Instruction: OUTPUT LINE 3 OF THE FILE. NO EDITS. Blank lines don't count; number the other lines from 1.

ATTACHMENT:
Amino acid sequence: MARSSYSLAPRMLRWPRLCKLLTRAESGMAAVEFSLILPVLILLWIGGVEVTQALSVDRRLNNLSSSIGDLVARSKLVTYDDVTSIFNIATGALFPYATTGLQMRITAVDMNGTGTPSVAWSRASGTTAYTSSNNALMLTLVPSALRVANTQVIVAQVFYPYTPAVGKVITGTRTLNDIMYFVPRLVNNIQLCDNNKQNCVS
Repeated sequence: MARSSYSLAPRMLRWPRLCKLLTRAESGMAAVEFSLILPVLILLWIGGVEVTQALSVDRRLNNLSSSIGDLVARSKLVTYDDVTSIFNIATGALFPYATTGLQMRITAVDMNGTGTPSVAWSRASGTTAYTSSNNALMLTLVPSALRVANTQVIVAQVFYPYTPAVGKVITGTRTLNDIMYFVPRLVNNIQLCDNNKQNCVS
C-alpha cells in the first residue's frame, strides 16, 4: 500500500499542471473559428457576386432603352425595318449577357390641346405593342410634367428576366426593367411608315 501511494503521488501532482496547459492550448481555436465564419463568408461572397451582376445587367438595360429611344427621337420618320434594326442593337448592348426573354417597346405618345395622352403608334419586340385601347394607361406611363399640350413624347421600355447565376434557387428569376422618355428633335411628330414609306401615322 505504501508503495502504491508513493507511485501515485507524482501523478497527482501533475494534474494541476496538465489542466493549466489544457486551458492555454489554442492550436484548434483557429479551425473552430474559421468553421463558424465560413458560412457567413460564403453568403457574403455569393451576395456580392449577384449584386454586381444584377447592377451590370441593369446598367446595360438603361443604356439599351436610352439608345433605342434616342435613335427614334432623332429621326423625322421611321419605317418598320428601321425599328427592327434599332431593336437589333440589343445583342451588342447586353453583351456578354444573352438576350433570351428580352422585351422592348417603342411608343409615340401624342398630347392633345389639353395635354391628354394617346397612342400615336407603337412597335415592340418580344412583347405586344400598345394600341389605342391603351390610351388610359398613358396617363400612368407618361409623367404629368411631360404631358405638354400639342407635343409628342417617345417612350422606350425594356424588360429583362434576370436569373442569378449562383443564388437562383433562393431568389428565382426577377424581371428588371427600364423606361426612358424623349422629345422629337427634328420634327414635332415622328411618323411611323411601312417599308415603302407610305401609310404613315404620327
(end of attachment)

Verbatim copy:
C-alpha cells in the first residue's frame, strides 16, 4: 500500500499542471473559428457576386432603352425595318449577357390641346405593342410634367428576366426593367411608315 501511494503521488501532482496547459492550448481555436465564419463568408461572397451582376445587367438595360429611344427621337420618320434594326442593337448592348426573354417597346405618345395622352403608334419586340385601347394607361406611363399640350413624347421600355447565376434557387428569376422618355428633335411628330414609306401615322 505504501508503495502504491508513493507511485501515485507524482501523478497527482501533475494534474494541476496538465489542466493549466489544457486551458492555454489554442492550436484548434483557429479551425473552430474559421468553421463558424465560413458560412457567413460564403453568403457574403455569393451576395456580392449577384449584386454586381444584377447592377451590370441593369446598367446595360438603361443604356439599351436610352439608345433605342434616342435613335427614334432623332429621326423625322421611321419605317418598320428601321425599328427592327434599332431593336437589333440589343445583342451588342447586353453583351456578354444573352438576350433570351428580352422585351422592348417603342411608343409615340401624342398630347392633345389639353395635354391628354394617346397612342400615336407603337412597335415592340418580344412583347405586344400598345394600341389605342391603351390610351388610359398613358396617363400612368407618361409623367404629368411631360404631358405638354400639342407635343409628342417617345417612350422606350425594356424588360429583362434576370436569373442569378449562383443564388437562383433562393431568389428565382426577377424581371428588371427600364423606361426612358424623349422629345422629337427634328420634327414635332415622328411618323411611323411601312417599308415603302407610305401609310404613315404620327